20 February 2010

And Another ...

Great Britain's Amy Williams celebrates her gold medal.
Photograph © Pawel Kopczynski/Reuters.

Well, I suppose I should be happy that it is not just US medalists [1] [2] who are trained well. I just came across this rarity - a gold medalist from Great Britain at the Winter games - at The Guardian.

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Blogger Matt said...

I was thinking about your post while watching the USA-Canada hockey game last night. On two levels I found myself disagreeing with both your basic premise: either that the Olympics shouldn't be politicized, or that flag waving on the podium is a political act.

In the first instance, the games are politicized from the competition for host city to the decision that Taiwan enters under the banner of Chinese Taipei. I have difficulty imagining how to disentangle the state from the games. It could work on an individual level - simply admit the world's top athletes regardless of ethnic or state affiliation. For team sports, maybe you just admit the Detroit Red Wings to play the Pittsburgh Penguins. Obviously that falls short of Olympic expectations and aspirations.

For the podium flag waving, is it the same as flag waving in the audience (or for that matter, flag 'wearing'?). Was the "Let's Go Canada!" crowd in the hockey arena engaging in political speech? I don't think so and I reference the Molson-esque "I am Canadian" poet (http://www.youtube.com/watch?v=BRI-A3vakVg) from the opening ceremony (http://www.vancouversun.com/More+Transcript+opening+ceremony+poem+Shane+Koyczan/2558526/story.html). This seemed a much more cultural distinction paraphrased by Canadians are nice and our neighbors to the south are not. Certainly this derives in part from differences on political issues, but if asked about their support I'd bet that Canadian hockey fans don't answer "I cheer for Canada because I disagree with America's lack of universal health care."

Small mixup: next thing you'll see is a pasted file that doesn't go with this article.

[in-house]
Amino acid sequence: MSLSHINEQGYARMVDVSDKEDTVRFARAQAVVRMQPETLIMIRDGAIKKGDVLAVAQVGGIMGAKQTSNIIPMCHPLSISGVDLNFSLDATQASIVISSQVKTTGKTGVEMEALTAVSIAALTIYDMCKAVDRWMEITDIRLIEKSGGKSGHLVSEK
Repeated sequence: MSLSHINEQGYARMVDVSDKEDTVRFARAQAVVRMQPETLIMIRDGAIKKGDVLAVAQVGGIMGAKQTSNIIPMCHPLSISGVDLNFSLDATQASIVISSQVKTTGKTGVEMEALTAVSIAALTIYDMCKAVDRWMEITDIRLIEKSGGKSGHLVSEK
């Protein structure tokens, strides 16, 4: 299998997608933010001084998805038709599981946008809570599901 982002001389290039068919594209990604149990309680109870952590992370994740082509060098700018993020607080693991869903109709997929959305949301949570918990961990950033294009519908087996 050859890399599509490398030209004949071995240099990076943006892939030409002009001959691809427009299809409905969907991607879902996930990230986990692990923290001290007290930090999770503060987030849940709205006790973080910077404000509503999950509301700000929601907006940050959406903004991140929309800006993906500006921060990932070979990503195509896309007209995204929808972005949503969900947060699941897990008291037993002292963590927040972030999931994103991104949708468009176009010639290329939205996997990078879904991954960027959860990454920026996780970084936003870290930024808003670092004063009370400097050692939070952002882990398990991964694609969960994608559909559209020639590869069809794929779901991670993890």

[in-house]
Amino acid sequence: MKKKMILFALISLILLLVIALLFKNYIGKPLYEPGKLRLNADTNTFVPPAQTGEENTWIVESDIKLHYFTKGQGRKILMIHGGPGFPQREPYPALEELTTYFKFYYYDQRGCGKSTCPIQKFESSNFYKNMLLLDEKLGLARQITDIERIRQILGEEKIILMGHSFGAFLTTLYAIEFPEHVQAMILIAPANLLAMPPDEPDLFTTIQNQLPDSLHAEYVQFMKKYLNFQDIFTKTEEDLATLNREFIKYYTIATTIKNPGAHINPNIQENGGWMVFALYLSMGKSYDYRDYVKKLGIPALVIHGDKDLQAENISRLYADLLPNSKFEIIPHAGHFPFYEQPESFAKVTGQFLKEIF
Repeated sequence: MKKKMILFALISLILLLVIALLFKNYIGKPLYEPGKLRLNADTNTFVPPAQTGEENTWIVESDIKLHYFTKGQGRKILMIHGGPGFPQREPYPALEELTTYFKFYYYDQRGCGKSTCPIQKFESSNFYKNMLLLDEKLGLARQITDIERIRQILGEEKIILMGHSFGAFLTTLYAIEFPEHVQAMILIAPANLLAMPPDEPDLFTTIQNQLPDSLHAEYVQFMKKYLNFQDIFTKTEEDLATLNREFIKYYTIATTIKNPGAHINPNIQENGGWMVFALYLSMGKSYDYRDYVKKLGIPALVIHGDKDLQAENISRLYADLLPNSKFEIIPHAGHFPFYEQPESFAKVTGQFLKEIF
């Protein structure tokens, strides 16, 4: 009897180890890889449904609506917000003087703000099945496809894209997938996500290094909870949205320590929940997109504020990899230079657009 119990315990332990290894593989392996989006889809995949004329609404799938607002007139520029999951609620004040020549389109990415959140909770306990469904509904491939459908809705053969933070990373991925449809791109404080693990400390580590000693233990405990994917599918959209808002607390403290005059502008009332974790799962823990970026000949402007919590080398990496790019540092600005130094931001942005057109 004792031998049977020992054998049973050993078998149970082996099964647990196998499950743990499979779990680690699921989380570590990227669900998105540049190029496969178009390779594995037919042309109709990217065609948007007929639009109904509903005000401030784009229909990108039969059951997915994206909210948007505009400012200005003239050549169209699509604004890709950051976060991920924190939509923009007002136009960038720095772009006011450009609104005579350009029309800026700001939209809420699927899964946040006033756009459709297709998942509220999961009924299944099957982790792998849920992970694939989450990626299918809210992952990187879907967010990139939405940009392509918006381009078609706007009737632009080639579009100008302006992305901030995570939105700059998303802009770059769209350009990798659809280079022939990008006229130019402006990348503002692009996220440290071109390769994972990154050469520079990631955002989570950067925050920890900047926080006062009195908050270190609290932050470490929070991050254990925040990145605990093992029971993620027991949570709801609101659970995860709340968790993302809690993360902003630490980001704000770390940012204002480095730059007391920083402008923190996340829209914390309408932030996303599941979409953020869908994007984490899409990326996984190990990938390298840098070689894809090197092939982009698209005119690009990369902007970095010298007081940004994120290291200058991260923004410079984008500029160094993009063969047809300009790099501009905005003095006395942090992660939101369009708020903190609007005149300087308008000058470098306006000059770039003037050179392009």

Where does this leave me? Thinking that the Olympics is an inherently political event. But for the athletes, states and their distinctively political flags are used at the Olympics for lack of any better way to identify and group themselves rather than as an act of political speech.

22 February, 2010 10:01  
Blogger Jim Johnson said...


I clearly have not communicated well. - obviously my sarcasm nisfired. I agree that the games are political all the way down. I linked ot earlier posts (re: Beijing) that make that clear. The only time we hear complaints about politicizing them is when someone makes a 'political' statement (think Mexico City 1968).

I think flag waving is political. The problem is that we miss that to the extent that it also is thoroughly commercialized. You will see Shaun White and Lindsey Vonn on Wheaties boxes draped int he flag. I'm surprised they are not on the shelves already! That sort of politics is OK. Complaining about rights violations is not.

As for Olympic ideals - we send NBA all-stars and professional hockey players already. They simply play for teams defined by political identity instead of their pro contracts. There are no Olympic ideals that are not bought and paid for in political-economic currency.

22 February, 2010 11:31  

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